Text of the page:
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Economic and social impacts of Putin’s military operation turn Russians against war

November and December are known as the most depressing months in Moscow. The days are short and dark, and the weather is too cold and wet to spend much time outdoors, but still too hot and rainy to enjoy the real Russian winter.

This year, the sense of melancholy is heightened by the sight of shuttered shops on many of the capital’s streets, as businesses grapple with the economic fallout from massive Western sanctions in response to the war in Ukraine, which Russian officials still call a “military operation”. Special”.

“The mood in Moscow and the country right now is extremely dark, quiet, intimidated and hopeless,” said Lisa, 34, who declined to give her last name and said she is a film producer. “The planning horizon is lower than ever. People have no idea what might happen tomorrow or a year from now.”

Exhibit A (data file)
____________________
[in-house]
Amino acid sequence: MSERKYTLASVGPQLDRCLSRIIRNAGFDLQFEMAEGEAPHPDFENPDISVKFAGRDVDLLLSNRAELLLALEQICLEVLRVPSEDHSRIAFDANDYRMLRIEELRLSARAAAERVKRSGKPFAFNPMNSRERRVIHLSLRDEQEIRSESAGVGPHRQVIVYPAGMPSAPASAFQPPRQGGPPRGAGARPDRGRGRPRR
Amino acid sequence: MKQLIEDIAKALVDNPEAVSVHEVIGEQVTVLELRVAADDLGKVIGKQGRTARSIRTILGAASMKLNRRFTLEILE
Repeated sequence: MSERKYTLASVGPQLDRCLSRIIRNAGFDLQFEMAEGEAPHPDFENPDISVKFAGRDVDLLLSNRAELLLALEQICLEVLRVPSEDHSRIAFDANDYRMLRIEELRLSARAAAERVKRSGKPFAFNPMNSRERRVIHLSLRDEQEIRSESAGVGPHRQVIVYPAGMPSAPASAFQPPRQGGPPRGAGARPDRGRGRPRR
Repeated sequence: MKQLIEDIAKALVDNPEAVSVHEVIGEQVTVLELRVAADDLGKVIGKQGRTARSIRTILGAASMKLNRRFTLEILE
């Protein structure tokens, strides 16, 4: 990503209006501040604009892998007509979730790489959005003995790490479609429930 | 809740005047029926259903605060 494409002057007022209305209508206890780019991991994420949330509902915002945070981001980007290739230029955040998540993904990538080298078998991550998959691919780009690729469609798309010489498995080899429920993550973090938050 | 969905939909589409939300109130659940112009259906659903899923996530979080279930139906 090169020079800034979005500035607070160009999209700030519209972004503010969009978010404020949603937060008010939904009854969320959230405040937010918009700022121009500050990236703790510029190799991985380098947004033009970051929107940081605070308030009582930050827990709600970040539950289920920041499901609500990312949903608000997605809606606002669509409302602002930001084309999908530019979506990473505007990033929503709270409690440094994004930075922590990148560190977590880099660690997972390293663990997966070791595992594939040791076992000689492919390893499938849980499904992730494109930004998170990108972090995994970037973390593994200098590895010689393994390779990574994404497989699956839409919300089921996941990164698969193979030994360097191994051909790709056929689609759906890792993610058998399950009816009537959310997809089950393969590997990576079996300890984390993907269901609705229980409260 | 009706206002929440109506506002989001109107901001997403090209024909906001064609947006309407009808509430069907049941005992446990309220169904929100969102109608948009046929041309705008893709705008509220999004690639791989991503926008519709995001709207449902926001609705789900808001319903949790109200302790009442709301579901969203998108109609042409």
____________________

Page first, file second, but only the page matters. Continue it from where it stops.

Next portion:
While most store shelves remain well stocked, Western goods are becoming increasingly scarce and very expensive, further driving up prices that are already hitting many Russian households.

“Family possessions disappear, starting with toilet paper and Coke, ending with clothes,” said Lisa.

“Of course, you can get used to it all, that’s not the worst thing,” she said. But she also criticized Western governments and companies that left the Russian market in response to the invasion of Ukraine. “I really don’t know how it helps with conflict resolution, because it affects ordinary people, not decision makers,” said Lisa.